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Features
Last Updated: 12th Nov, 2008, 12:37 GMT
 

Contents

 
 
Introduction
 

JOGRE is a Java based client/server games engine which allows the creation of online multiplayer games. To illustrate JOGRE in action the following labelled image shows a JOGRE server and two clients, Dave and Bob.

At the top of the image is a screenshot of a server running in a DOS command prompt (1) Under the server is a screenshot of 2 chess clients, Dave (2) and Bob . These are currently programmed as Swing JFrames / JApplets. The client window is composed of a list of all the users currently logged on (3), a list of all the tables currently being played (4) and a global message chat window (5) where users can broadcast messages to each other.

 
 
 

A user creates a table frame (6) by clicking on the "New Game" button which brings up another window. In the screenshot user Dave has created a table, which the user Bob has joined.

When both players Bob and Dave have sat down (sit button) and requested to start (start button) then the game begins. When a player sits down this is updated on the player list (7) on the bottom left of the screen. The two players can chat to each other using a table chat window (8). The actual game itself is displayed in the middle of the screen (9) and this is the only bit that differs from game to game i.e. the JOGRE API takes care of the rest of the user/table logic and GUI interface.

Other functionality which JOGRE provides is the ability for a user to send a private chat message to another player. To do this a user selects another user from the list (3) and then clicks the message button. The following screenshot shows Dave having a private message with Bob.

 
 

Tables in JOGRE have the ability to be either public or private. If the table is public then any user in the system can join this table (using the "Join" button) and play. However, if a table is declared as private then only users which are invited can join (using the "Invite" button).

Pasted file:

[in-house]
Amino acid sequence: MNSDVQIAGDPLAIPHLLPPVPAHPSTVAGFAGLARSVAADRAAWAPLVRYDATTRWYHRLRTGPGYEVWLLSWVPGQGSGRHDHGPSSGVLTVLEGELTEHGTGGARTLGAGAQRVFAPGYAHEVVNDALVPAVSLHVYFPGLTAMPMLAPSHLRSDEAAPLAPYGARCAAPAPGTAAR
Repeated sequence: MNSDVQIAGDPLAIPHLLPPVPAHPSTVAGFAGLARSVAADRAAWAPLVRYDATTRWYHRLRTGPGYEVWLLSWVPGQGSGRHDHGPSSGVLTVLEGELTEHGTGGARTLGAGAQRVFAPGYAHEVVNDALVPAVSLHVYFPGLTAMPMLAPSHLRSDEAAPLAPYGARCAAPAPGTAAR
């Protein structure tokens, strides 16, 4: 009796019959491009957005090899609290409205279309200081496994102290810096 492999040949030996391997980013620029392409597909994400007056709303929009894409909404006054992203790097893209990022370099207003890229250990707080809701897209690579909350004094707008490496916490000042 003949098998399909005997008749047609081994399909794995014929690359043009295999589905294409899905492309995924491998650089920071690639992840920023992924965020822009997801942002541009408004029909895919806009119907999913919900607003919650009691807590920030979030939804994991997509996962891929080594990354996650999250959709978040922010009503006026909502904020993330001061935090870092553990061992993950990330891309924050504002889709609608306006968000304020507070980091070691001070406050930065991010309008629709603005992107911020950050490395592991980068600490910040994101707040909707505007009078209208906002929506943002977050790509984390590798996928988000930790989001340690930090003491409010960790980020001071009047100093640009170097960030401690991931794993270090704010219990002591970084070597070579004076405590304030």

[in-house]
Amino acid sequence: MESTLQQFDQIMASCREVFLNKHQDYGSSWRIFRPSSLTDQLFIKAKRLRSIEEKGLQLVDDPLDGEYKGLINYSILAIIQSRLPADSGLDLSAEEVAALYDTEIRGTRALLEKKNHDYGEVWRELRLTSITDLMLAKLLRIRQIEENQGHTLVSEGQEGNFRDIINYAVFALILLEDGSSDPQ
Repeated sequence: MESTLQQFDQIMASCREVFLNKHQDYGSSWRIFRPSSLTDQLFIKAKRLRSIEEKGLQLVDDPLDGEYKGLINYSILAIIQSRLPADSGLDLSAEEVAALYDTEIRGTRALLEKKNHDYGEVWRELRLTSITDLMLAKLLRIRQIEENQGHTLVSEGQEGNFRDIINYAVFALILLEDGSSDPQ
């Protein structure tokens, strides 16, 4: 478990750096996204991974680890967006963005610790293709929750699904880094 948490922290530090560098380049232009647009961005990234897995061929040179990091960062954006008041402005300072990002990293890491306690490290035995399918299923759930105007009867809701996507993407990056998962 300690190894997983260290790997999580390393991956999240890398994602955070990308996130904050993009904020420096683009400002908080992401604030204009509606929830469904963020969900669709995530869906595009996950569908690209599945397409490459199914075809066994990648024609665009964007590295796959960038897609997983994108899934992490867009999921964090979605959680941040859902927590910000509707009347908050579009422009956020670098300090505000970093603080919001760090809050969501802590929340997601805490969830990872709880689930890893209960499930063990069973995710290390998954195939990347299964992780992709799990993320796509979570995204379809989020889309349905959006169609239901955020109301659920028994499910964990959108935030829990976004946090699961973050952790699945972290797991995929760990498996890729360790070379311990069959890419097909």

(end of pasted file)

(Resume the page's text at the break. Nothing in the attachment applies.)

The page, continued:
This is the basics of what JOGRE is about. The beauty of the API in JOGRE is that when a new game is created all this functionality previously discribed exists in the API and only game needs to be worried about. The API is discribed in more detail in the next section.

 
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Games
 

At present there are 23 multi-player JOGRE games. Here they are in alphabetical order:

 
Abstrac

Abstrac is a card game for 2 players. Players take turns picking cards from the deck. Points are scored for sets (cards of the same values of different suits) and runs (cards of the same suit that are of consecutive values) collected. But each card a player takes increases the values of his opponent's sets and runs...

Battleships

The jogre version of battlehips is played on two square grids, one for each player. On one grid the player arranges his own ships and records the shots by the opponent. On the other grid, the player records his own shots. Whoever sinks all of the opponents battleships wins the game.

Camelot

Camelot is a 2 player board game programmed using JOGRE by Richard Walter. The board is a 12x16 board with some pieces removed. The two squares at the top and bottom are the players castles. There are several ways to win this game which involve moving players into the other player castle pieces or capturing pieces.

Car tricks

Car Tricks is a unique car racing game in that no one person controls a specific car. Instead, players try to predict the entire order of finish for all the cars in the race. All players can influence the speed of a car through their card play. The player that most closely predicted the finishing order of each car will emerge victoriously.